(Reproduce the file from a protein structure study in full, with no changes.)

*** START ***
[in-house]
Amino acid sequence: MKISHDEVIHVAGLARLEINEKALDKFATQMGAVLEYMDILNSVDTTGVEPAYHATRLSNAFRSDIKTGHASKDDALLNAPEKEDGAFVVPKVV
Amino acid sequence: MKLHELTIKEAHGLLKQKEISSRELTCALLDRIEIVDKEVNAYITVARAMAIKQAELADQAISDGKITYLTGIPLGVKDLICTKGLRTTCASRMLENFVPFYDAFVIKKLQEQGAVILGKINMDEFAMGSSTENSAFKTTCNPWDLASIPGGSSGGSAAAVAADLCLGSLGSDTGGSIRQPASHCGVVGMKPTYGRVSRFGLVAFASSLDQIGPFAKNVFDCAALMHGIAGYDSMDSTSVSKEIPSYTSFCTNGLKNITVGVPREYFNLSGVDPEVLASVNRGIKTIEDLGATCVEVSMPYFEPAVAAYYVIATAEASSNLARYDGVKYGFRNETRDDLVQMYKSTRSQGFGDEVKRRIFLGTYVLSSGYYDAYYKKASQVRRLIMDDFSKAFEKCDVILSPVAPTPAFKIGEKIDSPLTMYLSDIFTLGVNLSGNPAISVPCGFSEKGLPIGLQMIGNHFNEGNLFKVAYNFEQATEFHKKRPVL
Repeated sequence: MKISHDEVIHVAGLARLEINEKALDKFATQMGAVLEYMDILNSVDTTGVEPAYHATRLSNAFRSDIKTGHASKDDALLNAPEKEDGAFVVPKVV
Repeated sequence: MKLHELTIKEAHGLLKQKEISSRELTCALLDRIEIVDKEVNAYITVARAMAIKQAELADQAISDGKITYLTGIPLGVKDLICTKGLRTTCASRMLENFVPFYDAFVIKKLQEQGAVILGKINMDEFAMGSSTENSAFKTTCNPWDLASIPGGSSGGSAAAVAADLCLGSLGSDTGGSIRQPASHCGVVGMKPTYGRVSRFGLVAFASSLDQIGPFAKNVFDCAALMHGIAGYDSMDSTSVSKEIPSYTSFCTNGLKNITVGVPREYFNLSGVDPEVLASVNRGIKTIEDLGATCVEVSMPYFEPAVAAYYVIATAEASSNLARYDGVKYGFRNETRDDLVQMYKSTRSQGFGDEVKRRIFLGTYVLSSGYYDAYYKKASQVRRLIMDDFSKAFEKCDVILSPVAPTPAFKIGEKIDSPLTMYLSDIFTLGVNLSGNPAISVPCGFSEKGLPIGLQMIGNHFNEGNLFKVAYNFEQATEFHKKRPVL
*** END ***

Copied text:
[in-house]
Amino acid sequence: MKISHDEVIHVAGLARLEINEKALDKFATQMGAVLEYMDILNSVDTTGVEPAYHATRLSNAFRSDIKTGHASKDDALLNAPEKEDGAFVVPKVV
Amino acid sequence: MKLHELTIKEAHGLLKQKEISSRELTCALLDRIEIVDKEVNAYITVARAMAIKQAELADQAISDGKITYLTGIPLGVKDLICTKGLRTTCASRMLENFVPFYDAFVIKKLQEQGAVILGKINMDEFAMGSSTENSAFKTTCNPWDLASIPGGSSGGSAAAVAADLCLGSLGSDTGGSIRQPASHCGVVGMKPTYGRVSRFGLVAFASSLDQIGPFAKNVFDCAALMHGIAGYDSMDSTSVSKEIPSYTSFCTNGLKNITVGVPREYFNLSGVDPEVLASVNRGIKTIEDLGATCVEVSMPYFEPAVAAYYVIATAEASSNLARYDGVKYGFRNETRDDLVQMYKSTRSQGFGDEVKRRIFLGTYVLSSGYYDAYYKKASQVRRLIMDDFSKAFEKCDVILSPVAPTPAFKIGEKIDSPLTMYLSDIFTLGVNLSGNPAISVPCGFSEKGLPIGLQMIGNHFNEGNLFKVAYNFEQATEFHKKRPVL
Repeated sequence: MKISHDEVIHVAGLARLEINEKALDKFATQMGAVLEYMDILNSVDTTGVEPAYHATRLSNAFRSDIKTGHASKDDALLNAPEKEDGAFVVPKVV
Repeated sequence: MKLHELTIKEAHGLLKQKEISSRELTCALLDRIEIVDKEVNAYITVARAMAIKQAELADQAISDGKITYLTGIPLGVKDLICTKGLRTTCASRMLENFVPFYDAFVIKKLQEQGAVILGKINMDEFAMGSSTENSAFKTTCNPWDLASIPGGSSGGSAAAVAADLCLGSLGSDTGGSIRQPASHCGVVGMKPTYGRVSRFGLVAFASSLDQIGPFAKNVFDCAALMHGIAGYDSMDSTSVSKEIPSYTSFCTNGLKNITVGVPREYFNLSGVDPEVLASVNRGIKTIEDLGATCVEVSMPYFEPAVAAYYVIATAEASSNLARYDGVKYGFRNETRDDLVQMYKSTRSQGFGDEVKRRIFLGTYVLSSGYYDAYYKKASQVRRLIMDDFSKAFEKCDVILSPVAPTPAFKIGEKIDSPLTMYLSDIFTLGVNLSGNPAISVPCGFSEKGLPIGLQMIGNHFNEGNLFKVAYNFEQATEFHKKRPVL